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Wekiva Parkway Section 7B


Sanford, Fla.  – Marking a major project milestone, the Florida Department of Transportation (FDOT) selected Masci General Contractors, Inc. to build Section 7B, the final section of the $1.6 billion Wekiva Parkway.

The contractor submitted the winning bid of $17.8 million to do the work over 745 days, as part of a competitive bid process. Section 7B involves non-tolled improvements on State Road (S.R.) 46 from Orange Boulevard to Wayside Drive-Oregon Street near Interstate 4 in Seminole County.

This section is separate from the project to the west, Section 7A, which is scheduled is to resume work next week with a new contractor. Section 7B is scheduled to begin this summer.  A pre-construction open house for Section 7B is scheduled for July 9, 2019 from 5:30 p.m. - 7:30 p.m. at the Lakeside Fellowship United Methodist Church, 121 N. Henderson Lane, Sanford, FL 32771.

Work on this 1.3-mile project will include widening S.R. 46 within the existing right of way, as well as installing street lighting, medians, bike lanes, traffic signal upgrades, drainage, and other roadway improvements. Work also will include a 10-foot sidewalk along the south side of this corridor.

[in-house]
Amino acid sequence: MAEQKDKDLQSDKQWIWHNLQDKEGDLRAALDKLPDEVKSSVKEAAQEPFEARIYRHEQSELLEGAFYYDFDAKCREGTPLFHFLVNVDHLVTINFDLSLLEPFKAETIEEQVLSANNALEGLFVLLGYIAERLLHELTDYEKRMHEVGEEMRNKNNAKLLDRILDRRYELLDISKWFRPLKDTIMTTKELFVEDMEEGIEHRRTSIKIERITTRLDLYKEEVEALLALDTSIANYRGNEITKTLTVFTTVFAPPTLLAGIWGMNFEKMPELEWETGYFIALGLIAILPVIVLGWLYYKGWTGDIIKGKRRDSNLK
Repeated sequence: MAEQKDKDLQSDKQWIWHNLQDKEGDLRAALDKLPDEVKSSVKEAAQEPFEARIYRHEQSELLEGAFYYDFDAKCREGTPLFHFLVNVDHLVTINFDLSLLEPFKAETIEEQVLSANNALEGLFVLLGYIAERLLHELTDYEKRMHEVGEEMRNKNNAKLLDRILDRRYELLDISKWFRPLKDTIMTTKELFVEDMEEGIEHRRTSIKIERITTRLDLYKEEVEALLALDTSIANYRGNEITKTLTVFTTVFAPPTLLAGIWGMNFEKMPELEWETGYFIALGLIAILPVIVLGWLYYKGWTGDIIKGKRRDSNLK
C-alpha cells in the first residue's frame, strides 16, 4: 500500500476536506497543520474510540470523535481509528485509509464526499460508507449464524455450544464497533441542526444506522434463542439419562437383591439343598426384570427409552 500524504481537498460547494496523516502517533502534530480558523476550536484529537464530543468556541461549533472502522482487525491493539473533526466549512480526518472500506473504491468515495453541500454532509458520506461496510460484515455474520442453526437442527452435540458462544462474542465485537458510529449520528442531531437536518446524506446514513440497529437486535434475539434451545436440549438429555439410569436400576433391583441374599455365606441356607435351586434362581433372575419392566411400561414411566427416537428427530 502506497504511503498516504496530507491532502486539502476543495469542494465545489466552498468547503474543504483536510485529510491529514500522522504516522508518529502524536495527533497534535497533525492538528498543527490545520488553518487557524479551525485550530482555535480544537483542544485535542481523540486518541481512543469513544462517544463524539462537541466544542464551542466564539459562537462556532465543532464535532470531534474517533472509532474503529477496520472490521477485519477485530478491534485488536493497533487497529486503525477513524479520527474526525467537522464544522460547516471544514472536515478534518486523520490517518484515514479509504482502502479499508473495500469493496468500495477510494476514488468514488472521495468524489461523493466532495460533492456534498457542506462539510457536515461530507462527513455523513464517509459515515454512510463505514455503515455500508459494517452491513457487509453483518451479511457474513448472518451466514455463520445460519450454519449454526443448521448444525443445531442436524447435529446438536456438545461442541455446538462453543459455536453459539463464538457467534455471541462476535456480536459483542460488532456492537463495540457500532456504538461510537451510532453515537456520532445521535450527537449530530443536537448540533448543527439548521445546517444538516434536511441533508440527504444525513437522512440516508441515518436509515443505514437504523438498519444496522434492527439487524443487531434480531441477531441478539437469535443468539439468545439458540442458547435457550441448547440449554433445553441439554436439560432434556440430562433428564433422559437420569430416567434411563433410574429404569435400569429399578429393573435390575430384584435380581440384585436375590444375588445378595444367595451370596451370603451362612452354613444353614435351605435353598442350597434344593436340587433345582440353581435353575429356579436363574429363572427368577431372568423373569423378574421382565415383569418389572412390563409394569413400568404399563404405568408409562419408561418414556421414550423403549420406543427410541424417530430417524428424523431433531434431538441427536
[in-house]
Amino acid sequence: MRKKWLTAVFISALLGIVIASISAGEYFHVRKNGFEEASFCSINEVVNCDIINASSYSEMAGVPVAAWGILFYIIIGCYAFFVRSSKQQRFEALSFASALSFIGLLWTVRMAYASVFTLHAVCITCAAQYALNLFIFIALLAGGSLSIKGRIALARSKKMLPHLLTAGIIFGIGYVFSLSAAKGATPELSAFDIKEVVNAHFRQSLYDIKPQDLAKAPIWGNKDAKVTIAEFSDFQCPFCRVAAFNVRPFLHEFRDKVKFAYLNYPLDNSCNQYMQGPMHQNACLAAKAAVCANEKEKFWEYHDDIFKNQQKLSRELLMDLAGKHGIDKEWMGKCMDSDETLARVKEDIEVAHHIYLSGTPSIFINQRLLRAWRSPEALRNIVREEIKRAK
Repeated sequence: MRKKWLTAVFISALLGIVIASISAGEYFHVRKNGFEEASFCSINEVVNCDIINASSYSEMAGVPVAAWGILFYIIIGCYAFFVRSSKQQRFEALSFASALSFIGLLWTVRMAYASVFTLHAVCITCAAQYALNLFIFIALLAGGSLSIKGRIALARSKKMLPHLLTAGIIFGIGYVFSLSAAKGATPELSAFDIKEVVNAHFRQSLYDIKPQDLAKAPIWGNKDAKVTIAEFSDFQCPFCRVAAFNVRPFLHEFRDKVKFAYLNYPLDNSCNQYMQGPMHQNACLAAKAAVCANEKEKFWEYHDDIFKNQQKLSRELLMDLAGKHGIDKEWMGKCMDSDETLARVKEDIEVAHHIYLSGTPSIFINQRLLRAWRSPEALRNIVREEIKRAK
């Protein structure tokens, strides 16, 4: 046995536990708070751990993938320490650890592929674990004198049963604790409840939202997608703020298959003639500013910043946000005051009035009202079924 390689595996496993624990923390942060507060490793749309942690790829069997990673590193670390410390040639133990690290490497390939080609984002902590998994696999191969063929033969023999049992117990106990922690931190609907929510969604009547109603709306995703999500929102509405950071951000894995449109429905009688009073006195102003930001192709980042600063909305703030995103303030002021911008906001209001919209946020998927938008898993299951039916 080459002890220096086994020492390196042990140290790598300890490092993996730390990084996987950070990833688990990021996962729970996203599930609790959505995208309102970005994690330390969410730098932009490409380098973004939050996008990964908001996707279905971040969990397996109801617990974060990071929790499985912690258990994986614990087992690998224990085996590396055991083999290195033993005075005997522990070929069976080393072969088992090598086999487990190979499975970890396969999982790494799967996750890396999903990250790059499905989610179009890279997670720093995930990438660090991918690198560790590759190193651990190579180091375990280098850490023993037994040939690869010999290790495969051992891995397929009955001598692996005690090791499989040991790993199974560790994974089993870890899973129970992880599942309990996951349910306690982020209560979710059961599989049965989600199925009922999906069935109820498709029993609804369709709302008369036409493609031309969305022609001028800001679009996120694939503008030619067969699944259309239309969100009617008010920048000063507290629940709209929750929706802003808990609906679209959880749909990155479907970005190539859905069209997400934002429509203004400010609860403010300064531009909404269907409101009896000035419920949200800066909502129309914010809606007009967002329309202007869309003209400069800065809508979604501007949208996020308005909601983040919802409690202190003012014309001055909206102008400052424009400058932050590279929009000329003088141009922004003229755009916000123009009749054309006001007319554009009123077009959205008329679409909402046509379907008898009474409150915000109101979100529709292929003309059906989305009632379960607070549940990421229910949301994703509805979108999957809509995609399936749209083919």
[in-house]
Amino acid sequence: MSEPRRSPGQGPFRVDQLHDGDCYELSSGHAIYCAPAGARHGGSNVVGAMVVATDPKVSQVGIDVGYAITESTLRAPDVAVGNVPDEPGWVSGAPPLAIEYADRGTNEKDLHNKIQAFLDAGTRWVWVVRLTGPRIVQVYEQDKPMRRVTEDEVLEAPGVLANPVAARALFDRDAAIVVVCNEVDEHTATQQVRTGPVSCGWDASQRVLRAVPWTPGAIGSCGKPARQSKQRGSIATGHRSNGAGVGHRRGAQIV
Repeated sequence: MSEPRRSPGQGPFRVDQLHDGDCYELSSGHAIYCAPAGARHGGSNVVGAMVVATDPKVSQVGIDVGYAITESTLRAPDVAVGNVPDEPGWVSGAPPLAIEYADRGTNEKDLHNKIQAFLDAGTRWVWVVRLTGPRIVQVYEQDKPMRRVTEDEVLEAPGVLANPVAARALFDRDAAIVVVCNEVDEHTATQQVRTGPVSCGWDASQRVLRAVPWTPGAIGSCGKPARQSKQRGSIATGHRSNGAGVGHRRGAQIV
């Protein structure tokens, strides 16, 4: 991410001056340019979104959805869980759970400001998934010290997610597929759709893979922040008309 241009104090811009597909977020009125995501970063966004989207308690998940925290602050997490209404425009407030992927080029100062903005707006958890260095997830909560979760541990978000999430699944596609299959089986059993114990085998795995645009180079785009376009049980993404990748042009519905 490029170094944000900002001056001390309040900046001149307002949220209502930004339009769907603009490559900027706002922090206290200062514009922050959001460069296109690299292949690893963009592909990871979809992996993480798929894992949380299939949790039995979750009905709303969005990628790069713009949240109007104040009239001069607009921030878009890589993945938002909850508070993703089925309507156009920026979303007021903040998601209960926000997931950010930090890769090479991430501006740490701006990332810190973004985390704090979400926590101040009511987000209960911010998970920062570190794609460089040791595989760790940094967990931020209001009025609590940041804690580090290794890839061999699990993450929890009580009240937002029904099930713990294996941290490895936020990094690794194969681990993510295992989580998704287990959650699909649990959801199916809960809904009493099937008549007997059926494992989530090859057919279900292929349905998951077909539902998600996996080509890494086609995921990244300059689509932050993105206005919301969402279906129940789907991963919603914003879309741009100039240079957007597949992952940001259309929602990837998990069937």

If you have any questions, please contact Steve Olson, FDOT Communications Manager at steve.olson@dot.state.fl.us, or by telephone at (386) 943-5479. You may also contact Community Outreach Specialist Mary Brooks at info@wekivaparkway.com, or by telephone at (407) 694-5505. For more information visit the project website at www.wekivaparkway.com, and follow the project on Facebook and Twitter for real-time updates.


More Project Information: The Wekiva Parkway is completing the beltway around Central Florida, while helping to protect the natural resources surrounding the Wekiva River. The FDOT and the Central Florida Expressway Authority so far have completed 13 miles of the eventual 25-mile toll road. The parkway provides travel alternatives, enhances safety and relieves area roads of traffic congestion.


Environmentalists refer to the Wekiva Parkway as a good example of transportation planning through environmentally sensitive areas. Parkway development has included conserving more than 3,400 acres of land, building wildlife bridges, and largely elevating the expressway to separate vehicles and wildlife.